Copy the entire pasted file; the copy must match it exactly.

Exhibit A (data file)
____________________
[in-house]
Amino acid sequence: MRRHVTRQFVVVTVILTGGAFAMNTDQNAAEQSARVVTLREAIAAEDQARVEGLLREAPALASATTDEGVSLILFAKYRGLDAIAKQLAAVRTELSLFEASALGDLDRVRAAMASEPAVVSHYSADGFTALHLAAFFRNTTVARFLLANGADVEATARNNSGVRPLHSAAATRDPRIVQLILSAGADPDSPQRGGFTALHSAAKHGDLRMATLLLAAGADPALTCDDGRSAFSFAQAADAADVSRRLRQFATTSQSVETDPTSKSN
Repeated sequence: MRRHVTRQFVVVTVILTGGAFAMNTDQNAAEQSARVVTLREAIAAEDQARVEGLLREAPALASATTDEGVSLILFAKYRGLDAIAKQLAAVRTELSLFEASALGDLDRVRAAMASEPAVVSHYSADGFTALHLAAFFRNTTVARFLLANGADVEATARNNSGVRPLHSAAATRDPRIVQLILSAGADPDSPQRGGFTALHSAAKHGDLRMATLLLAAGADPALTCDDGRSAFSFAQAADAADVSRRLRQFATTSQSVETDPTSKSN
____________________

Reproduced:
[in-house]
Amino acid sequence: MRRHVTRQFVVVTVILTGGAFAMNTDQNAAEQSARVVTLREAIAAEDQARVEGLLREAPALASATTDEGVSLILFAKYRGLDAIAKQLAAVRTELSLFEASALGDLDRVRAAMASEPAVVSHYSADGFTALHLAAFFRNTTVARFLLANGADVEATARNNSGVRPLHSAAATRDPRIVQLILSAGADPDSPQRGGFTALHSAAKHGDLRMATLLLAAGADPALTCDDGRSAFSFAQAADAADVSRRLRQFATTSQSVETDPTSKSN
Repeated sequence: MRRHVTRQFVVVTVILTGGAFAMNTDQNAAEQSARVVTLREAIAAEDQARVEGLLREAPALASATTDEGVSLILFAKYRGLDAIAKQLAAVRTELSLFEASALGDLDRVRAAMASEPAVVSHYSADGFTALHLAAFFRNTTVARFLLANGADVEATARNNSGVRPLHSAAATRDPRIVQLILSAGADPDSPQRGGFTALHSAAKHGDLRMATLLLAAGADPALTCDDGRSAFSFAQAADAADVSRRLRQFATTSQSVETDPTSKSN